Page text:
May. 6, 2022

Make Sure Your Cake Doesn't Have a Basement

When people think of ancient Egypt, most immediately get an image of the pyramids at Giza. Except for me. When I was a kid, I saw the 1932 film "The Mummy" on TV with Boris Karloff and it scared the hell out of me, so if someone says "Egypt" to me after dark, even today, I'm up all night, thinking of mummies and how I can board up all the windows on the house without lowering my property value.

But back to the pyramids. (Which may contain mummies!) An equally impressive structure can be found at Saqquara: the Pyramid of Djoser. It's considered a work of genius, the earliest cut-stone construction of its size. Its bricks are significantly smaller than those of the pyramids at Giza, and it has a basement.

You see, before ostentatious above-ground burial monuments became a thing, mastabas were all the rage (partly, no doubt, because they were easier to build). With a mastaba, you dug a big, retangular pit. Then you built walls, often out of mud bricks, but sometimes out of stone. Then you placed stone slabs on top and buried it in the sand.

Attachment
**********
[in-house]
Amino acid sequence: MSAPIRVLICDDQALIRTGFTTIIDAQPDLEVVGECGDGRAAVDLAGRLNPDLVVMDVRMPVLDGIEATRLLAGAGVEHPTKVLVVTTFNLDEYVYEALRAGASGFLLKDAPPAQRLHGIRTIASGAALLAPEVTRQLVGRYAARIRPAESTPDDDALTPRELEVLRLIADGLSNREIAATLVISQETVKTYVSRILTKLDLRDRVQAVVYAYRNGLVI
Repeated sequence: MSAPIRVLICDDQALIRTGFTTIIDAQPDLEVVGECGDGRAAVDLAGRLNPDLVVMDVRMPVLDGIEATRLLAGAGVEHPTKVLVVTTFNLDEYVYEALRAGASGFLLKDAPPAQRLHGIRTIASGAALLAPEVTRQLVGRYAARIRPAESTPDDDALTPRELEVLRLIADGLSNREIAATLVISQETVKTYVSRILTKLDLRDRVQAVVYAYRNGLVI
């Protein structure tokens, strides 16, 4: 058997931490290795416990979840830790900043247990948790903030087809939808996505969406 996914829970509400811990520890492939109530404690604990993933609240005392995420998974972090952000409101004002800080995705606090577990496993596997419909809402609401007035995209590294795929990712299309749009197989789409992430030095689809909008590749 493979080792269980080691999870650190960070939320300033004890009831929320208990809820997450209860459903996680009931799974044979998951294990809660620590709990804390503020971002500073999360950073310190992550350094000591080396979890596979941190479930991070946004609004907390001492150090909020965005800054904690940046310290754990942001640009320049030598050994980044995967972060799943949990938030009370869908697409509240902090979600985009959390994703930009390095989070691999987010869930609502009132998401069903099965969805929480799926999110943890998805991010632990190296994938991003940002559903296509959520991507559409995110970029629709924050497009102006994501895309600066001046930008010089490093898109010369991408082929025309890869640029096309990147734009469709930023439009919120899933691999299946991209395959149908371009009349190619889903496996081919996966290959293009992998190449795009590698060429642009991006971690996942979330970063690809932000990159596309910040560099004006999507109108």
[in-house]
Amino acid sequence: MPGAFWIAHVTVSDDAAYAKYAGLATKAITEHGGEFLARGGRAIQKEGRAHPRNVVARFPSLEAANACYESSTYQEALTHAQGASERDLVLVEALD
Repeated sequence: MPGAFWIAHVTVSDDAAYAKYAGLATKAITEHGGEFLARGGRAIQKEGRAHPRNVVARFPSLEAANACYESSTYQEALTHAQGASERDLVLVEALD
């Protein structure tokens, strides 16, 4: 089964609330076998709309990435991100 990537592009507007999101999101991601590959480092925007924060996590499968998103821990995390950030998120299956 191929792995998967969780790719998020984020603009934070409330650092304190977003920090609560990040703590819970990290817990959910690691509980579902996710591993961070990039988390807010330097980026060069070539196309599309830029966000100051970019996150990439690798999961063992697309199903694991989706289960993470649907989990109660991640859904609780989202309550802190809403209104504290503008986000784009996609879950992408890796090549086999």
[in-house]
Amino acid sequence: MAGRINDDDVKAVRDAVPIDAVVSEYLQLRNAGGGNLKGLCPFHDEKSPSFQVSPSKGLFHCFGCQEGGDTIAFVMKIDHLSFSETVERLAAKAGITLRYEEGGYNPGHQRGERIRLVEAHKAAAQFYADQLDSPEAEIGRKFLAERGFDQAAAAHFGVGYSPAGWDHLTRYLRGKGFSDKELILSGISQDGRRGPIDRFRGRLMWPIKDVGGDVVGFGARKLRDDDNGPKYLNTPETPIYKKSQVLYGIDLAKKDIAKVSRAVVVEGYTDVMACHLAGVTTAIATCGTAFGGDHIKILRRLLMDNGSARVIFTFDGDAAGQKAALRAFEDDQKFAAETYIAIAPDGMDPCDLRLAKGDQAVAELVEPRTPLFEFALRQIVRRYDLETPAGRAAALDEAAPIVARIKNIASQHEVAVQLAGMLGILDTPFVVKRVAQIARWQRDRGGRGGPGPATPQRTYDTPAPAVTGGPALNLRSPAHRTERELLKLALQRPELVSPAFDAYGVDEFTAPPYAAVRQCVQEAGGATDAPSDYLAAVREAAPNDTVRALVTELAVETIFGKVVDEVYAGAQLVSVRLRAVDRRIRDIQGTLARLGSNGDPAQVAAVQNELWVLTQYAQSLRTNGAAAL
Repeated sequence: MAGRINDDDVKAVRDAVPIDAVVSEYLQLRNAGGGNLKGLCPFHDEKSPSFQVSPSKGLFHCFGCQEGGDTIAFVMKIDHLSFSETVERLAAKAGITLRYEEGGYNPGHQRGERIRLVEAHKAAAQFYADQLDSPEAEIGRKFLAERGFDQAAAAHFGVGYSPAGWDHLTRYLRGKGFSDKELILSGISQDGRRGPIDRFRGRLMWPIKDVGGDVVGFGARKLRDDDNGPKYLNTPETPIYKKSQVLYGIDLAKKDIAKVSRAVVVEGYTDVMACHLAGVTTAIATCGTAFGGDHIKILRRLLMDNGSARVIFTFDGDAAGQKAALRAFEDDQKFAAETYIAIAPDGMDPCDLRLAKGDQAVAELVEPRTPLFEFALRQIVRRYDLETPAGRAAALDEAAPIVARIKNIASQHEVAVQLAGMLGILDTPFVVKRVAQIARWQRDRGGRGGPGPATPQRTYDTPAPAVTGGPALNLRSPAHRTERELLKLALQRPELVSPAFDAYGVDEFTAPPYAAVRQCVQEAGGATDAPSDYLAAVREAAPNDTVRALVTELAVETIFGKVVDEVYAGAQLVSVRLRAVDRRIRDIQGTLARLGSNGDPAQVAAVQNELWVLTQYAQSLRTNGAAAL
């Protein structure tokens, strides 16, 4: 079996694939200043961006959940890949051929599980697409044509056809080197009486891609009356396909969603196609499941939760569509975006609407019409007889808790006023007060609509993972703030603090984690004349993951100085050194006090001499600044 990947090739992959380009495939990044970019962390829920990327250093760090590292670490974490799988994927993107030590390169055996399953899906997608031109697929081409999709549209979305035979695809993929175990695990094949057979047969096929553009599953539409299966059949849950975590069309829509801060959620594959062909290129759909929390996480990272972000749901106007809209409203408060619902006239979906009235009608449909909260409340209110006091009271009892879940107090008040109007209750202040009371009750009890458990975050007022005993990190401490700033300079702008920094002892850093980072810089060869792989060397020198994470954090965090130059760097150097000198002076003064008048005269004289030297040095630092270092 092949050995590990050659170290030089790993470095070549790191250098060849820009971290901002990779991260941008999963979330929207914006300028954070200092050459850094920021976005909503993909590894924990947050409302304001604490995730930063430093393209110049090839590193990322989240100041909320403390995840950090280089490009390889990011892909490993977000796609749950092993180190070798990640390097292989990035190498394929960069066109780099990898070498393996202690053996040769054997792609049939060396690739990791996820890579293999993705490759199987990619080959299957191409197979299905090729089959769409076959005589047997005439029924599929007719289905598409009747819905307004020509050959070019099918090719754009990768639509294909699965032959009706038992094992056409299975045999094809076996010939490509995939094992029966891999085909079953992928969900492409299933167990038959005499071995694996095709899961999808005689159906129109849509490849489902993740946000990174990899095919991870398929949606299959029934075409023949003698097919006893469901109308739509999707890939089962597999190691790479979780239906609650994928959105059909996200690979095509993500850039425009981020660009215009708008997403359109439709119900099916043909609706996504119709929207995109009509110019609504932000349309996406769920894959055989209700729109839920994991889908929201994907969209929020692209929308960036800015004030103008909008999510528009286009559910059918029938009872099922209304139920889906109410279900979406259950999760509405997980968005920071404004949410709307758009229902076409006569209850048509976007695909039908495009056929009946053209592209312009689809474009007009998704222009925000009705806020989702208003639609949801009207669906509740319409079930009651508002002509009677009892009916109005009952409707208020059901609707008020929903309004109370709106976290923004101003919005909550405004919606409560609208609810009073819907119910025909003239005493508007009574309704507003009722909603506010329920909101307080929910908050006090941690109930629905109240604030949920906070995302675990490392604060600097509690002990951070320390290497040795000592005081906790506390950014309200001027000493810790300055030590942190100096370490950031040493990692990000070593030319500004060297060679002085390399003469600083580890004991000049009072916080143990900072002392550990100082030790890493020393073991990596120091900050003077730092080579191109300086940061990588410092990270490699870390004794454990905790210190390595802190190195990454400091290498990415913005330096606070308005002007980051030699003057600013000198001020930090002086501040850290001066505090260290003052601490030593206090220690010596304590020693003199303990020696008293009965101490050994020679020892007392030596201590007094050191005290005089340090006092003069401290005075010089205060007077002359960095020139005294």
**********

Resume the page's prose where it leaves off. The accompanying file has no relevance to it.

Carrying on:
Mastabas could have multiple rooms. Three or four wasn't uncommon, but some had over thirty. After all, in the afterlife, a fella needed space to move around. Djoser's tomb started out as a mastaba. Then they decided to give him a little more space for maybe his scrolls and coffee mugs and Egyptian gods action figures, and so they built another layer on top of the mastaba. Then another layer, slightly smaller, on top of that, and kept going, until they had a step pyramid more than half a football field high that, when covered with its original white limestone finish, must have looked sort of like a birthday cake.

As the millenia passed, however, a problem developed. All that weight on top of the original mastaba began to cause the foundation to buckle. Modern engineers to the rescue! They inflated giant balloons in the passages beneath the pyramid in order to make repairs and save the day.

Some believe that because of the pyramid's birthday cake appearance and the use of balloons to save it, this is why we, today, have adopted the tradition of having balloons at birthday parties.

Okay, maybe I'm the only one who believes that.

Definitely just me.

Now you'll have to excuse me. The sun's up and I need to get those boards off my windows.